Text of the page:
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50 Years Later, Still Processing Apollo 8’s Message of Hope and Desolation

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The photo that remade the world: Earthrise photographed by Bil Anders, at 16:40 UT on December 24, 1968. The foreground area of the moon is a little over 100 miles wide. This version has been color-corrected and rotated to a more natural orientation. (Credit: NASA)

Some two billion years ago, the first photosynthetic algae evolved the ability to respond to light—the brilliant Sun by day, the spectral Moon by night. Around 700 million years ago, primitive eye-pits appeared; then, during the Cambrian era, arthropod-like creatures gazed at the sky through true eyes, sensing the lunar rising and setting with their arthropod-like comprehension. So it continued, into the succeeding chapters of life featuring mammals, primates, hominins, and Homo sapiens, the last of them plotting the Moon’s movements and mapping the pockmarked terrain of Earth’s companion.

Then, 50 years ago, the perspective flipped. Apollo 8 took off on a figure-eight pattern around the Moon and, on December 24, 1968, three NASA astronauts peered out at the first Earthrise in the history of life. Most of the reminiscences now popping up across the media focus the Earth itself, seen gibbous and gorgeous from afar. But the true power of the image comes from its juxtaposition of two views never seen before: our blue planet, wrapped with air and water and hope, contrasted with the extraordinary gray desolation of the Moon.

To feel that power fully, you need to view Earthrise not as a still photograph but as an event, an experience immersed in its time and place. I had an opportunity recently to do just that at the American Museum of Natural History in New York. Carter Emmart, the director of visualization at the museum, has put together an Apollo 8 tribute that combines the original astronaut imagery with documentary clips about the United States in 1968 and, more vitally, detailed simulations of the Apollo 8 trajectory around the Moon. The simulation lets you watch the lunar landscape gliding by below, synced to the astronauts’ conversations with mission control, to bring back the momentous totality of the moment when the Earth emerged from behind the Moon’s dusty rim.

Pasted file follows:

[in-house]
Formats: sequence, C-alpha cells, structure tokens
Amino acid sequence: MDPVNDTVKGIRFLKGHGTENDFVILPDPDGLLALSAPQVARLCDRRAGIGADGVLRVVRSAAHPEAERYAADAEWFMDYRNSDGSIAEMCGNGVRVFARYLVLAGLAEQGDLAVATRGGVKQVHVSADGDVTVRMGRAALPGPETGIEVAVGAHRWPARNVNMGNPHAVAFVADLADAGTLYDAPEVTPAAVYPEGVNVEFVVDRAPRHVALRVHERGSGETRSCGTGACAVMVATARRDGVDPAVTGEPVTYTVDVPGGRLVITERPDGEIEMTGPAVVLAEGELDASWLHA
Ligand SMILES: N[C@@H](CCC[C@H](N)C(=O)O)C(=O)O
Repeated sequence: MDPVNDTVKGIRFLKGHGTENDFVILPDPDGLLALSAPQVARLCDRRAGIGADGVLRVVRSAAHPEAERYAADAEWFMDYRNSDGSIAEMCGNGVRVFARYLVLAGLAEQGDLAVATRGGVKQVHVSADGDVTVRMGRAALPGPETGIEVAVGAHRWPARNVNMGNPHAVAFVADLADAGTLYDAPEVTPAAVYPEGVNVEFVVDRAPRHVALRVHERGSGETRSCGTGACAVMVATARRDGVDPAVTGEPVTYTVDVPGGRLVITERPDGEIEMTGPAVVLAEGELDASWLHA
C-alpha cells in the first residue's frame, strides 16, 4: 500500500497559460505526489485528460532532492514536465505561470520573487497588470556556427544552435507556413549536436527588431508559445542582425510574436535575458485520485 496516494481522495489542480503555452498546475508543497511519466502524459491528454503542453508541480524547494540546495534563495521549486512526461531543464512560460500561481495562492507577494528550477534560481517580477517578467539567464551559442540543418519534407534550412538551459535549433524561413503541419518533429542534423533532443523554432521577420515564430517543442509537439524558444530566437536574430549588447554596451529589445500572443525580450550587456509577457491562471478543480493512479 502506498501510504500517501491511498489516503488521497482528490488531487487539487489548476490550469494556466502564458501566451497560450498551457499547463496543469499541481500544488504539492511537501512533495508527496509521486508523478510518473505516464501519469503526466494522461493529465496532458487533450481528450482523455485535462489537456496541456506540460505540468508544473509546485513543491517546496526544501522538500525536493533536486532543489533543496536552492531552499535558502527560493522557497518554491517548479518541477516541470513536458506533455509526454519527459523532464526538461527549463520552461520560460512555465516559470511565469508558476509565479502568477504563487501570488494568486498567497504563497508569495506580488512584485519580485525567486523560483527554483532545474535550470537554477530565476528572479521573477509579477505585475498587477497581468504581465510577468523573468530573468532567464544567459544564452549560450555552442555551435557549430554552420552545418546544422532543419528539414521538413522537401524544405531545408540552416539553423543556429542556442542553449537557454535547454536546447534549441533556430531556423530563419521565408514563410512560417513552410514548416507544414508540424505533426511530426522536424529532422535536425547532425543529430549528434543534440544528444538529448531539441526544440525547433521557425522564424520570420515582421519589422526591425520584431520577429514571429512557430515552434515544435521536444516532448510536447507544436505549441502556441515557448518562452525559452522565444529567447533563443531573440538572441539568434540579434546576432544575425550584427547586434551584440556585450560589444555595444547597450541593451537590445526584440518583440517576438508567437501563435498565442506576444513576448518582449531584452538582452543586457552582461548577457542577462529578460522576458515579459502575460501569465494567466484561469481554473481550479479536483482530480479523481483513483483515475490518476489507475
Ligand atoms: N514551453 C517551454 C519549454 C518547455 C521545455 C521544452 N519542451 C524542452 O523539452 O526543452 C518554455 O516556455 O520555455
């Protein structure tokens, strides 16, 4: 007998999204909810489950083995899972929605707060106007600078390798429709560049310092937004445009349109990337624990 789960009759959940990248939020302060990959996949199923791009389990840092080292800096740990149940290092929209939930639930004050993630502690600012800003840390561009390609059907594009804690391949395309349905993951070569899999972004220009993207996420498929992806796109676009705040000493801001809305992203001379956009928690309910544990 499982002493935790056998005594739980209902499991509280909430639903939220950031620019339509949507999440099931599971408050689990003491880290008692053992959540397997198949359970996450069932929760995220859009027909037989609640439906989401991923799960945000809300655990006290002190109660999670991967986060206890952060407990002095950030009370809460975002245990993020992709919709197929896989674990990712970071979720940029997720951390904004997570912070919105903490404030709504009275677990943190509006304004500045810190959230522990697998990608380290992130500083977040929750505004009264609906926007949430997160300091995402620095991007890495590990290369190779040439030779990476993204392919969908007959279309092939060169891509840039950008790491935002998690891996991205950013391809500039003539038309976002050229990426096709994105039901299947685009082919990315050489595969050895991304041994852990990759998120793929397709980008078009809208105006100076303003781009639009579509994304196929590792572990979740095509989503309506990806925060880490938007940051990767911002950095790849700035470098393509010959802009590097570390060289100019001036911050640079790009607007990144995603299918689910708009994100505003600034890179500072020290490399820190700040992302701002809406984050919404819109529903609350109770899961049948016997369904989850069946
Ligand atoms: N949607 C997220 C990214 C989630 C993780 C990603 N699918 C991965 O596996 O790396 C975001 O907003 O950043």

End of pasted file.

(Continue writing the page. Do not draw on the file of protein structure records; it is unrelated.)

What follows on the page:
Most people will not have the chance to visit the museum, but they can recreate much of the event drawing on resources that are readily available online–some of them created with Emmart’s assistance. He has provided a helpful list of those resources, which I’m including at the end of this post. But first I wanted to share some of his thoughts on reliving Apollo 8, along with the memorable words of the Apollo 8 astronauts themselves.

It seems bittersweet, remembering such a grand moment when we haven’t been back to the Moon since Apollo 17. Do you feel that way, too?

Emmart: People say, “We could have been to Mars by the mid-80s if we’d kept the direction going.” The truth is, the goal of going to the Moon was attacked by politicians as soon as it was announced. But really, those are minor details. Apollo 8 is a monument and it’s not going away. You can visit the Smithsonian and see the pieces of Apollo, but the real monument is in the sky. It reminds us that this world is a bridge to the universe. The Earth is just another orb, we are in the Moon’s sky just as the Moon is in ours.

The future is happening slower than we had hoped, but our capabilities with visualization allow us to go there another way.

An idealized recreation of the Earthrise moment, courtesy of NASA Science Visualization Studio. This is part of a full video. (Credit: NASA)

An idealized recreation of the Earthrise moment, courtesy of NASA Science Visualization Studio. This is part of a full video. (Credit: NASA)

What did you learn about the Earthrise moment as you set about recreating it?